John M. Murrin et al., Liberty Equality Power: A History of the American People, 2nd ed., vol. 2 (Fort Worth: Harcourt Brace, 1999), 490.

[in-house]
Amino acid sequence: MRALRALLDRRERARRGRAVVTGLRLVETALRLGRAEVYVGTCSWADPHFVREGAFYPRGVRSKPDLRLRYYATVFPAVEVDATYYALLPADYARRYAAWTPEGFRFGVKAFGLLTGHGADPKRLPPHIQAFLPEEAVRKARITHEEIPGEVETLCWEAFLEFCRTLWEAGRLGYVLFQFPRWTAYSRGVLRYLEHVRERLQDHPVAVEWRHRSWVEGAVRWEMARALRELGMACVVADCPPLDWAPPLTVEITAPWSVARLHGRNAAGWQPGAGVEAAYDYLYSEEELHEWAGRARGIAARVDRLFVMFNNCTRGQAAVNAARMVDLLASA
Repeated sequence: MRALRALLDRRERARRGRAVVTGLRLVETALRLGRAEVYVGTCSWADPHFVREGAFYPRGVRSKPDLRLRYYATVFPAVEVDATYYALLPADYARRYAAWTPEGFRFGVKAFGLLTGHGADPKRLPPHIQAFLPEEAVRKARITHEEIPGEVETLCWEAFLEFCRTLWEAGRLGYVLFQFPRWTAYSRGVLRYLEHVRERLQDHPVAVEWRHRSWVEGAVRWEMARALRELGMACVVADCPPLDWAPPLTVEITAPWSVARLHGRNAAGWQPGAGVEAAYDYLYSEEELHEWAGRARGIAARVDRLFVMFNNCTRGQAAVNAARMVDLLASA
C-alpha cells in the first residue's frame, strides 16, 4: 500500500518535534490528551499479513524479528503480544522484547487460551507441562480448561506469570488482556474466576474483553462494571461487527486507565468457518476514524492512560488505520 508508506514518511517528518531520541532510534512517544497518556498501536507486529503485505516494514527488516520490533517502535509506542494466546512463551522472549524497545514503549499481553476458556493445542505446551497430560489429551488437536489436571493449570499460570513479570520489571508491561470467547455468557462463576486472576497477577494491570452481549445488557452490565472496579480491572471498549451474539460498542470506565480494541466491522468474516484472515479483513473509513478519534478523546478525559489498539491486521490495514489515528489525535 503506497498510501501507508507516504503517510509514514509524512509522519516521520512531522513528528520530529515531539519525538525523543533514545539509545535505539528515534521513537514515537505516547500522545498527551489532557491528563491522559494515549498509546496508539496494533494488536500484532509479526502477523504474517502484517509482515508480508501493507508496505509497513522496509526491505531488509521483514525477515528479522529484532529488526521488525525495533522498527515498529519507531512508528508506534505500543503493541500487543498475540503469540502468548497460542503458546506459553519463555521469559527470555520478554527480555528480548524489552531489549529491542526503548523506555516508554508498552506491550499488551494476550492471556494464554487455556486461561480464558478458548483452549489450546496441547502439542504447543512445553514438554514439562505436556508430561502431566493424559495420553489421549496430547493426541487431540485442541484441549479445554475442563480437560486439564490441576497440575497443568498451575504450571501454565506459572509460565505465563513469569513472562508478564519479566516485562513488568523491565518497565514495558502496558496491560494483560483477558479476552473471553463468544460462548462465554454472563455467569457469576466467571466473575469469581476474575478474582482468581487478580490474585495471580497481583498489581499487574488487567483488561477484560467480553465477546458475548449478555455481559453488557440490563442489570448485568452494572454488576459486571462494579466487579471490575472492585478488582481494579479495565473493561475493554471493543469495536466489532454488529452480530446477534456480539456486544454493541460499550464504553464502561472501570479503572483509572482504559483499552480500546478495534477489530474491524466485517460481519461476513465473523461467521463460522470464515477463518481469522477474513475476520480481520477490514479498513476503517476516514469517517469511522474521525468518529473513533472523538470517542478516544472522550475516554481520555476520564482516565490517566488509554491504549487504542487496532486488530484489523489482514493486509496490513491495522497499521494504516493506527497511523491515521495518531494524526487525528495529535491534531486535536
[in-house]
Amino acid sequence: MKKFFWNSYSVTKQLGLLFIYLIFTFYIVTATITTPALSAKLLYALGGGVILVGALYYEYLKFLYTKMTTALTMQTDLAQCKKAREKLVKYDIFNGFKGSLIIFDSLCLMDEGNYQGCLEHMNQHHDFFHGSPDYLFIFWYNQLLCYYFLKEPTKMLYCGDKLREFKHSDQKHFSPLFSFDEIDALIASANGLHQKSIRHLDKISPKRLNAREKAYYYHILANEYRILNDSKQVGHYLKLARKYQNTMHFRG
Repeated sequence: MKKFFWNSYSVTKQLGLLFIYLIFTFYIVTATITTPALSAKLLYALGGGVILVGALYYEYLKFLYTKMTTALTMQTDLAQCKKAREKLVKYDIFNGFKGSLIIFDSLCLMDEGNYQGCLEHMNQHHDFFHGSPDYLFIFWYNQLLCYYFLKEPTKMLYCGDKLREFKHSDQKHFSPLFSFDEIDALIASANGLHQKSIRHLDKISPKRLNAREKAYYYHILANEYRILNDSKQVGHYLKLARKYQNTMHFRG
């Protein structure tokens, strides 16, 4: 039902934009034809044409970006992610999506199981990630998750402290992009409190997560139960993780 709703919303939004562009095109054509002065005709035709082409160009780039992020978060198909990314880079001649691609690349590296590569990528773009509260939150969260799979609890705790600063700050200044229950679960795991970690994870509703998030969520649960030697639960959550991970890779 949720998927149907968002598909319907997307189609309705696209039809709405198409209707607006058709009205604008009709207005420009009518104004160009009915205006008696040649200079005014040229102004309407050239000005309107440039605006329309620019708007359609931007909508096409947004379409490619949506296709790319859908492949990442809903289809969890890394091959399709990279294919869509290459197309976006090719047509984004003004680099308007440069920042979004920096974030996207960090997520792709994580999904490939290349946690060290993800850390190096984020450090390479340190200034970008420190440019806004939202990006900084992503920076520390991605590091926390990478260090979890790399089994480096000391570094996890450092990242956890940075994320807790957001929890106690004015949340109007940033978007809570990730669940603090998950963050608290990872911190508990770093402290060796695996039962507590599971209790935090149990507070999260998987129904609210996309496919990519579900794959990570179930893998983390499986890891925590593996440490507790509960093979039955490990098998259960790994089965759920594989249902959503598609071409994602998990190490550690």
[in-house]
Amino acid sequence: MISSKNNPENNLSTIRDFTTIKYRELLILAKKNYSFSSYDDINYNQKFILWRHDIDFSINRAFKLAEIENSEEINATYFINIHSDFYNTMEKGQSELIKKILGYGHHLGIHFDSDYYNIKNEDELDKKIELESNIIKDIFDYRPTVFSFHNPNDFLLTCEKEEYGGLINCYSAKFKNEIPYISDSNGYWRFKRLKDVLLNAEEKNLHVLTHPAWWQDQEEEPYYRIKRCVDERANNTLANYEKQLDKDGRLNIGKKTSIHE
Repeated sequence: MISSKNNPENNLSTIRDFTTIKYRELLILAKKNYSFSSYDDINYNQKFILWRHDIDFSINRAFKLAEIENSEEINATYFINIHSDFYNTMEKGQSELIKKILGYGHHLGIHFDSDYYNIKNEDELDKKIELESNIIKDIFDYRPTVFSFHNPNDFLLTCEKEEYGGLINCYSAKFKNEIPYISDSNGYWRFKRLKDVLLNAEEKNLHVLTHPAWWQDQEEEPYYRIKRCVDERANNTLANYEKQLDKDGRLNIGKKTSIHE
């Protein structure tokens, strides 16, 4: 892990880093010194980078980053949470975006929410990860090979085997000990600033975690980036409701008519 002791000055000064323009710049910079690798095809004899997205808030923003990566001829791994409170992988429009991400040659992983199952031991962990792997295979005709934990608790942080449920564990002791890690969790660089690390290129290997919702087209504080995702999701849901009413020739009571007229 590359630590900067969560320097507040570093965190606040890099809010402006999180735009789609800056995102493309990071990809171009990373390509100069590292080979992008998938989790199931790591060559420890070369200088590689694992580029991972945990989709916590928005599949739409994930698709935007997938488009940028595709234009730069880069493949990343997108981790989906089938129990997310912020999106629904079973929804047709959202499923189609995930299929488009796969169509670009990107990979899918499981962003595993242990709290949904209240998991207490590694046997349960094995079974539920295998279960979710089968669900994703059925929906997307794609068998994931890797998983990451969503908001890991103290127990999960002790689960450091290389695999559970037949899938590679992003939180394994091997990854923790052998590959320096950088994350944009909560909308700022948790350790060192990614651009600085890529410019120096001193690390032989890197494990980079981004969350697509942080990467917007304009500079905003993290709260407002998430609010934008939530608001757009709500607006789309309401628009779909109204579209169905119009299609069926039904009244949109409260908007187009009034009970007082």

The modest labor-union activities of the 1850s revived after the depression, as workers in some industries went on strike to bring wages back to pre-panic levels. In February 1860 the shoemakers of Lynn, Massachusetts, began a strike that became the largest in U.S. history up to that time, eventually involving 20,000 workers in the New England shoe industry. Nevertheless, in spite of the organization of several national unions of skilled workers during the 1850s, less than 1 percent of the labor force was unionized in 1860.